have an abrasive effect and may accelerate masonry
              decay.

         3.   Extreme exposure to water can result in oxidation
              of natural components of the masonry.

         4.   Water-saturated masonry may take several weeks to
              dry thoroughly.

         5.   Cleaning procedures must be scheduled when there is
              no threat of freezing temperatures.

         6.   Prolonged exposure to water or water entering
              through voids in the wall system may result in
              damage to interior surfaces, furnishings, and
              equipment.

         7.   Excessive pressure can erode mortar joints and
              force water to the interior.

         8.   Water, even at low pressure, in combination with a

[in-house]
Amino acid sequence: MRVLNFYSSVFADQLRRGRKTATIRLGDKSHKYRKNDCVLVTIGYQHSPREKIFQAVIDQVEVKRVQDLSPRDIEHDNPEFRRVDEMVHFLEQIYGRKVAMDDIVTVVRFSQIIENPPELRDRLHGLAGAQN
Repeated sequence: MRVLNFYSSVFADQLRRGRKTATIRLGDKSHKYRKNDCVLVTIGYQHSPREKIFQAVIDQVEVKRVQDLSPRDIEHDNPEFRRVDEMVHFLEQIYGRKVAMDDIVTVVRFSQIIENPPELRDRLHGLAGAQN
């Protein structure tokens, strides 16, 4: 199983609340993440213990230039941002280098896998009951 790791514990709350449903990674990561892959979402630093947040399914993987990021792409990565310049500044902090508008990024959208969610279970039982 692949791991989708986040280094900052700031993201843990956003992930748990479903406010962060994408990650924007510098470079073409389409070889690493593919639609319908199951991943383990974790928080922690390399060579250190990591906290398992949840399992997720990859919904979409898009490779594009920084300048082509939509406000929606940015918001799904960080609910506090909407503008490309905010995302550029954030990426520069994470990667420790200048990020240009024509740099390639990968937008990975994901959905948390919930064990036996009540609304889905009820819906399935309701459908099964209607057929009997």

grit or abrasive material can cause damage to
              historic materials.

         9.   Water runoff must be controlled to prevent
              intrusion into basement areas and surrounding
              properties.

    E.   Safety Precautions:  Precautions should be taken to guard
         against unnecessary water infiltration.  Monitors should
         be set within the walls to determine moisture content and
         possible problems.

    F.   See 01100-07-S for general project guidelines to be
         reviewed along with this procedure.  These guidelines
         cover the following sections:

         1.   Safety Precautions

         2.   Historic Structures Precautions

         3.   Submittals

         4.   Quality Assurance

         5.   Delivery, Storage and Handling

         6.   Project/Site Conditions

         7.   Sequencing and Scheduling

         8.   General Protection (Surface and Surrounding)

         These guidelines should be reviewed prior to performing
         this procedure and should be followed, when applicable,